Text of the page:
Teaching Children Self-Objectification

More Like Myself

For people of all genders, ages, and ethnicities, today's society has an image-driven culture that focuses on unattainable beauty standards. These norms are not only harmful to adults, but they are also harmful to children.

According to Mental Health America, in the last 20 years, the number of youngsters with eating problems has risen considerably. Children as young as 5 years old are dieting, with the highest occurrence among adolescents aged 13 to 18. It's more crucial than ever to teach kids how to value healthy diet and physical activity while still respecting their bodies.

Here are some strategies to help your children establish a positive body image and healthy life habits:

Be a Role Model

Strive to be the role model your children require. Make positive statements about yourself and accept that your flaws are fine. Discuss bodily diversity with your children and why many media representations are unrealistic. If you see that your children are having trouble with their body image, be the sympathetic ear they need.

Change Attitudes About Physical Activity

Instead of focusing on exercise as a means to lose weight or maintain a certain body type, encourage your kids to think about the numerous ways that being active might benefit them. Physical activity, for example, can help your body reach its full potential, enhance your mood and mental state, serve as a social activity or artistic expression, and be a lot of fun.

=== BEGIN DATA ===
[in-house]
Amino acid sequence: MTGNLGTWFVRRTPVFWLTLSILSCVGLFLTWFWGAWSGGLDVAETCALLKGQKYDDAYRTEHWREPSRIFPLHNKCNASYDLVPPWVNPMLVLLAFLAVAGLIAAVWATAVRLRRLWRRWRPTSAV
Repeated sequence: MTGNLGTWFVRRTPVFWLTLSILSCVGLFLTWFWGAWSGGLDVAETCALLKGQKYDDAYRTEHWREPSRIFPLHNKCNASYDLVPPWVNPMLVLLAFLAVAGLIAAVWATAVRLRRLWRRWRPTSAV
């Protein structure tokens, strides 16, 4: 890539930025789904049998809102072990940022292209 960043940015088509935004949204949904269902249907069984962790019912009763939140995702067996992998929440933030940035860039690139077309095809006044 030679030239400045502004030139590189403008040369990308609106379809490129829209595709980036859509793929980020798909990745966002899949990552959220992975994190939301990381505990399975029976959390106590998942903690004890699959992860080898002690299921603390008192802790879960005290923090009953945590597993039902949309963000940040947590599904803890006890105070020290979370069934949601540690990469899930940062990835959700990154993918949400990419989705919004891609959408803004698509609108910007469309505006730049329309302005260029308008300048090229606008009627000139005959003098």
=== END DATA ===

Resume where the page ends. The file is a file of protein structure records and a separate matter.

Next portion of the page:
Address Non-Physical Attributes of Your Child

Teaching your children to think highly of themselves can aid in the development of a healthy self-image that isn't solely based on beauty. Practice describing their excellent qualities and what they are capable of accomplishing or becoming. Are they nice, humorous, brilliant, or talented in some way? Saying affirmations on a daily basis can help your children overcome negative self-talk and gain confidence.


Find Resources that Educate Your Child

Books such as:

More Than a Body

MOre than a Body

More Like Myself

More Like Myself

are great resources for getting the right education on body resilience.

Teaching your children body positivity and resilience can have a lasting impact on their self-esteem, self-perception and how they interact with an image-driven culture. It's never to late to empower them with the education and tools they need to succeed.

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